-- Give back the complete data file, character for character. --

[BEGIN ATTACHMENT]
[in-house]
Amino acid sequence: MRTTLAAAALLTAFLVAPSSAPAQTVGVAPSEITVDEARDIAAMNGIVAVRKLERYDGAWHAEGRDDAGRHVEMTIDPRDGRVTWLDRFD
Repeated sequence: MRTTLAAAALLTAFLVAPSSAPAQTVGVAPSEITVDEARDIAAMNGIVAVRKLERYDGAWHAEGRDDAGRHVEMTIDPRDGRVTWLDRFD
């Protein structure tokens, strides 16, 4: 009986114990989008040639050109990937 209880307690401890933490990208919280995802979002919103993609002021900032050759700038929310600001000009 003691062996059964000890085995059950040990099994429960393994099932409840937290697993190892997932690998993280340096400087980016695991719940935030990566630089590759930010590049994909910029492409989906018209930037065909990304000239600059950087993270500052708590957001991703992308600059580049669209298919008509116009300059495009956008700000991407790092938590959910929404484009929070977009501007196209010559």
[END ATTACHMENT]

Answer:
[in-house]
Amino acid sequence: MRTTLAAAALLTAFLVAPSSAPAQTVGVAPSEITVDEARDIAAMNGIVAVRKLERYDGAWHAEGRDDAGRHVEMTIDPRDGRVTWLDRFD
Repeated sequence: MRTTLAAAALLTAFLVAPSSAPAQTVGVAPSEITVDEARDIAAMNGIVAVRKLERYDGAWHAEGRDDAGRHVEMTIDPRDGRVTWLDRFD
């Protein structure tokens, strides 16, 4: 009986114990989008040639050109990937 209880307690401890933490990208919280995802979002919103993609002021900032050759700038929310600001000009 003691062996059964000890085995059950040990099994429960393994099932409840937290697993190892997932690998993280340096400087980016695991719940935030990566630089590759930010590049994909910029492409989906018209930037065909990304000239600059950087993270500052708590957001991703992308600059580049669209298919008509116009300059495009956008700000991407790092938590959910929404484009929070977009501007196209010559």